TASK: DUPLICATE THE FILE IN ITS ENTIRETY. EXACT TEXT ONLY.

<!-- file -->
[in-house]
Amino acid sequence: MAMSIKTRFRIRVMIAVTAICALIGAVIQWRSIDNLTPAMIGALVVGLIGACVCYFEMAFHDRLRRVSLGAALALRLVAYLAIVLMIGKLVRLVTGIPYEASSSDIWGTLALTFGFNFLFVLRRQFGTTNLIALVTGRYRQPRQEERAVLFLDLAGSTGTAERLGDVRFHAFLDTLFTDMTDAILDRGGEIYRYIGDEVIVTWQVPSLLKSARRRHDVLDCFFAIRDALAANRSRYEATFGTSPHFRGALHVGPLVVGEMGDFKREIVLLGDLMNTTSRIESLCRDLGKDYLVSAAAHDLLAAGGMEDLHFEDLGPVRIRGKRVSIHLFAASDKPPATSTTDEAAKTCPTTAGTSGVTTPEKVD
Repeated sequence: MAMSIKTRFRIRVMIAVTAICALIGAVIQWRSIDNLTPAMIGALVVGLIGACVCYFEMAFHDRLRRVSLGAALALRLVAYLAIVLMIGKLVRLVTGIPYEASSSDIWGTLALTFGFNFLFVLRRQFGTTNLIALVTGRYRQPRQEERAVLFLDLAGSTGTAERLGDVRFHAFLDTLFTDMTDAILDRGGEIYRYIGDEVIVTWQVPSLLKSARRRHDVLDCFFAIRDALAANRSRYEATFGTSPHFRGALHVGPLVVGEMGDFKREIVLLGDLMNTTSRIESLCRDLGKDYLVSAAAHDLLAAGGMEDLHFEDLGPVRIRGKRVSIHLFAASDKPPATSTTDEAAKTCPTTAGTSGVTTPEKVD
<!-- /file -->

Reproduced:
[in-house]
Amino acid sequence: MAMSIKTRFRIRVMIAVTAICALIGAVIQWRSIDNLTPAMIGALVVGLIGACVCYFEMAFHDRLRRVSLGAALALRLVAYLAIVLMIGKLVRLVTGIPYEASSSDIWGTLALTFGFNFLFVLRRQFGTTNLIALVTGRYRQPRQEERAVLFLDLAGSTGTAERLGDVRFHAFLDTLFTDMTDAILDRGGEIYRYIGDEVIVTWQVPSLLKSARRRHDVLDCFFAIRDALAANRSRYEATFGTSPHFRGALHVGPLVVGEMGDFKREIVLLGDLMNTTSRIESLCRDLGKDYLVSAAAHDLLAAGGMEDLHFEDLGPVRIRGKRVSIHLFAASDKPPATSTTDEAAKTCPTTAGTSGVTTPEKVD
Repeated sequence: MAMSIKTRFRIRVMIAVTAICALIGAVIQWRSIDNLTPAMIGALVVGLIGACVCYFEMAFHDRLRRVSLGAALALRLVAYLAIVLMIGKLVRLVTGIPYEASSSDIWGTLALTFGFNFLFVLRRQFGTTNLIALVTGRYRQPRQEERAVLFLDLAGSTGTAERLGDVRFHAFLDTLFTDMTDAILDRGGEIYRYIGDEVIVTWQVPSLLKSARRRHDVLDCFFAIRDALAANRSRYEATFGTSPHFRGALHVGPLVVGEMGDFKREIVLLGDLMNTTSRIESLCRDLGKDYLVSAAAHDLLAAGGMEDLHFEDLGPVRIRGKRVSIHLFAASDKPPATSTTDEAAKTCPTTAGTSGVTTPEKVD